Monday, 11 September 2017
Shadow by Karin Alvtegen
Who doesn't love a Scandi crime novel? Dark, chilling, nail-biting Nordic Noir is a sub-genre with a great following. Earlier this year I bought a bunch of books by Karin Alvtegen, on The Book People (I think I need to avoid that site for a while, at least until I read more of the books I have already acquired there).
Shadow was shortlisted for the CWA International Dagger 2009, won The Danish Academy of Crime Writers Award for Best Crime Novel of the Year and was shortlisted for the Swedish Academy of Crime Writers Award for Best Swedish Crime Novel of the Year.
Karin Alvtegen is considered to be the Queen of Crime.
The novel starts on a very disturbing note: a 4-year-old boy is abandoned in an amusement park.
The story quickly switches to a death of an elderly woman. Gerda Persson has lain dead in her flat for three days before she was found. While sorting through her belongings, the district commission's estate administrator makes a mysterious discovery - a whole lot of books, wrapped in clingfilm and kept in the freezer. They are all written and signed by the Nobel Prize winner Axel Ragnerfeldt.
The narrative moves from the present to the past and back, slowly uncovering the skeletons in the closets, one deadlier than the other.
The characters are not particularly likable. There is Jan-Erik, Axel's son, who would have been a nobody if not for his father's legacy and laurels. He travels around the country with lectures about his famous father and the origins of his inspiration, portraying his father as a deeply ethical man, a profound thinker and philosopher.
Jan-Erik cannot keep it in his pants. He is a womaniser who thrills in the quick seduction of women in his audience, while totally neglecting his long-suffering wife and young daughter.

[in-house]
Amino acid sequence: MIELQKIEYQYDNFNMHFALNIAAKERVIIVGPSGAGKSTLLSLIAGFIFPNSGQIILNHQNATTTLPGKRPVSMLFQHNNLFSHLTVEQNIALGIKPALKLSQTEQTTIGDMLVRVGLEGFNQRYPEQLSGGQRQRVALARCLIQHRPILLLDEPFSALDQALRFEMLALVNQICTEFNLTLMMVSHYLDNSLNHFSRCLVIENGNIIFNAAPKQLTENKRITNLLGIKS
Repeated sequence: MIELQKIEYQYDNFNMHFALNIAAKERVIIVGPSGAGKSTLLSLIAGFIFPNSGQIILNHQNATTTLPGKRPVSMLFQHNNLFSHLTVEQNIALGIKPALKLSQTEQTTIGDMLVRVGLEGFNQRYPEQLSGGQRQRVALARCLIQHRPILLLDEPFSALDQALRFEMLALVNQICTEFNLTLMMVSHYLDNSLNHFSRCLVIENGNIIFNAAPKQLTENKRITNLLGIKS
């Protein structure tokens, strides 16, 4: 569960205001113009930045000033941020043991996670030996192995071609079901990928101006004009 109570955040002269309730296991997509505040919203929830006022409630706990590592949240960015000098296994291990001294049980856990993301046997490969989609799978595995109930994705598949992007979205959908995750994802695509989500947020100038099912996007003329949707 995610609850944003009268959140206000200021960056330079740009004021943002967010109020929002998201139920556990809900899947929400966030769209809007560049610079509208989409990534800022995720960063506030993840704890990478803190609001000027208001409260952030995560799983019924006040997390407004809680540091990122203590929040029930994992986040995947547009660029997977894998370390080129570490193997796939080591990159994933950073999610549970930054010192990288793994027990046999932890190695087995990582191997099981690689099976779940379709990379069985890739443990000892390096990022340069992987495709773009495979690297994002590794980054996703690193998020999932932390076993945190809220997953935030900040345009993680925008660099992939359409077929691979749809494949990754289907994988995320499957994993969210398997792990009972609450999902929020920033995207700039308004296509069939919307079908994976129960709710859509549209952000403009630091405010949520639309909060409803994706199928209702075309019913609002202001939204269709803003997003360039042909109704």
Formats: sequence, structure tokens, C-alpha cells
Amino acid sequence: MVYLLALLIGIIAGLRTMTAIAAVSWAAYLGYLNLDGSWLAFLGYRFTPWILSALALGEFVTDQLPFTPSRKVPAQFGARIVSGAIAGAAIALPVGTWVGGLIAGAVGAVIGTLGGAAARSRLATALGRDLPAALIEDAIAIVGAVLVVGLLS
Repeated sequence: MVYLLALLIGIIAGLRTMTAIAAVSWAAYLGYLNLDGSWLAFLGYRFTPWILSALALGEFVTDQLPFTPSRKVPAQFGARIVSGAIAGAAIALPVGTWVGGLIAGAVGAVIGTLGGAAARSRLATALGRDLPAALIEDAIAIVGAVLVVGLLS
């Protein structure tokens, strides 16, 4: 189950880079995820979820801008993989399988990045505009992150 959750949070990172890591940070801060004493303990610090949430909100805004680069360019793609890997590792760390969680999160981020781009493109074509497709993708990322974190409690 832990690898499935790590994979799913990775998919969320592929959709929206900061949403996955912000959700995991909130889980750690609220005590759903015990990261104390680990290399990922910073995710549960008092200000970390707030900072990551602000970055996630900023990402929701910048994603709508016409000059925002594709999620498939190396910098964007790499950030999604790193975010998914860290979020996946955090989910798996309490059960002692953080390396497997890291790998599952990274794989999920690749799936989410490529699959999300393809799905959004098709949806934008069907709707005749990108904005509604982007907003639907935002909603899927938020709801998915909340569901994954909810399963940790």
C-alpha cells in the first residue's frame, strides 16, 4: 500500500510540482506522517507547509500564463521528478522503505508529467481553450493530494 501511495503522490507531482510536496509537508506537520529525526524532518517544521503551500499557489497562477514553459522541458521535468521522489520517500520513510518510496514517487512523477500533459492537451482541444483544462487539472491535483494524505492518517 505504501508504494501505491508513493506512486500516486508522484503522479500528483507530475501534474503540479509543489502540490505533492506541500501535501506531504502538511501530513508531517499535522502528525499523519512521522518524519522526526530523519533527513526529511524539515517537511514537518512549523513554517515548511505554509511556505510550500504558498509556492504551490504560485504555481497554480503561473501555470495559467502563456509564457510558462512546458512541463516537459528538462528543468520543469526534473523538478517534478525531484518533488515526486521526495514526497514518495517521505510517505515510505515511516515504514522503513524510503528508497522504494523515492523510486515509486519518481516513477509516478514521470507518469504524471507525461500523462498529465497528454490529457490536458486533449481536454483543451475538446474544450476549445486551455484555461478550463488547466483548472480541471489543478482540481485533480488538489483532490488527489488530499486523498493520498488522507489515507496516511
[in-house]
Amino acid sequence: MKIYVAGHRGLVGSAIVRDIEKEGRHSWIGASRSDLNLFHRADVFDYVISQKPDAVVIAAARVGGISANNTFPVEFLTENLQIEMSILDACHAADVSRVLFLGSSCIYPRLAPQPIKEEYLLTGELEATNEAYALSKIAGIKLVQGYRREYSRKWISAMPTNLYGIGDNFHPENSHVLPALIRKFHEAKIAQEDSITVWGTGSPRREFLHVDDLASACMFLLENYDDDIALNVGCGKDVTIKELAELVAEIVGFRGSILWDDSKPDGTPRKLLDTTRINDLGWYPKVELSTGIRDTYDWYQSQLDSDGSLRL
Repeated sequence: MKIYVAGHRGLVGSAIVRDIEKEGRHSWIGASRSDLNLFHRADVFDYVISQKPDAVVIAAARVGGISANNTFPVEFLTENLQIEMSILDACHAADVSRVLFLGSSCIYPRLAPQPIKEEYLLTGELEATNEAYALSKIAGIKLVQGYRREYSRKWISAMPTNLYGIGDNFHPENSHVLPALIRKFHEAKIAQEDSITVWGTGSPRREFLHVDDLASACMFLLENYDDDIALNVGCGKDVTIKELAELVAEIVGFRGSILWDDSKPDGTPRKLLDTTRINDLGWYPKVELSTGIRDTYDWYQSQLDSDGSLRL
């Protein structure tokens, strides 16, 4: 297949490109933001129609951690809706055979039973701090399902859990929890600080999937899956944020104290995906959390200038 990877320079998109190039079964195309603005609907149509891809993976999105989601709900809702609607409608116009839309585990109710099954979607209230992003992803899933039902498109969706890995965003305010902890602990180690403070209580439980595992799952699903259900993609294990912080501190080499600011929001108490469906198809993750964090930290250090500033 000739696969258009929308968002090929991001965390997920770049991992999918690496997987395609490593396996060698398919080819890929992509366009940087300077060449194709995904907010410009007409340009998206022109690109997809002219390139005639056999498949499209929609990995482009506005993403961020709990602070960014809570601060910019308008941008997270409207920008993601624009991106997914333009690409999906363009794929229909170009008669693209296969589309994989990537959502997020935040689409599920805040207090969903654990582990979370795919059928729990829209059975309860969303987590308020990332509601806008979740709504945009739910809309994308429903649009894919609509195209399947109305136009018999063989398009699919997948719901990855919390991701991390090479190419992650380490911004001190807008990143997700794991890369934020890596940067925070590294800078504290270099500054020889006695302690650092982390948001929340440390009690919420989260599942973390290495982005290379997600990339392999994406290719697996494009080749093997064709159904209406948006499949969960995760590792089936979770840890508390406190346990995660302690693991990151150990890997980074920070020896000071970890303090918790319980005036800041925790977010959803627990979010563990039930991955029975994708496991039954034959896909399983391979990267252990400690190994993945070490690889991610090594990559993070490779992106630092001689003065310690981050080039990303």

Karin Alvtegen is a skilled story-teller, her psychological observations are spot on.
She describes Jan-Erik and Louise's co-existence in a few lines:
"The mood was like day-old ice; a brittle surface over deep water that had to be traversed, with each step tested cautiously. Two people, so intimate that they ate breakfast together in their bathrobes, yet the chasm between them so great it was perilous to try and bridge it. There was nothing to say, about anything".
There is another long-suffering wife, an elderly Alice, Alex's wife, who as a young woman showed a lot of promise as a writer herself. Then children happened, and she took to alcohol.
Even before the tragedy strikes, she seems to have given up on her writing talent.
And then there is a tragic unhinged Halina, a survivor of the Nazi camp. Having seeing the death of her mother and young sister, she is mentally disturbed. A woman scorned, she is set on revenge, with tragic consequences for everyone around.
Gerda is a silent witness to the Ragnerfeldts' family drama... As their housekeeper, she is also a keeper of many secrets. Only once she dares to stand up to Axel, accusing him of never being content: "I'm content, and you're not. You're always chasing after what you imagine you could become".
She is also a co-conspirator to the most repulsive crime, not because she took part in it directly, but because she did nothing to stop it.
It is difficult to find sympathy for most of the characters of the book. Both wives choose to drown their sorrows in alcohol, and they both fail as mothers. Their maternal love is rather tepid. They see their children as a threat to their destiny and a snare. Halina is not capable of loving her son.
The skeletons of the past tend to fall out of the closet, revealing the most repugnant abhorrent events.
This is a gripping psychological story. I felt that the final part was rather rushed and had some loose ends. We never find out why exactly Gerda kept the books in the freezer.
It is a chilling unsettling novel, which makes you think about the meaning of life.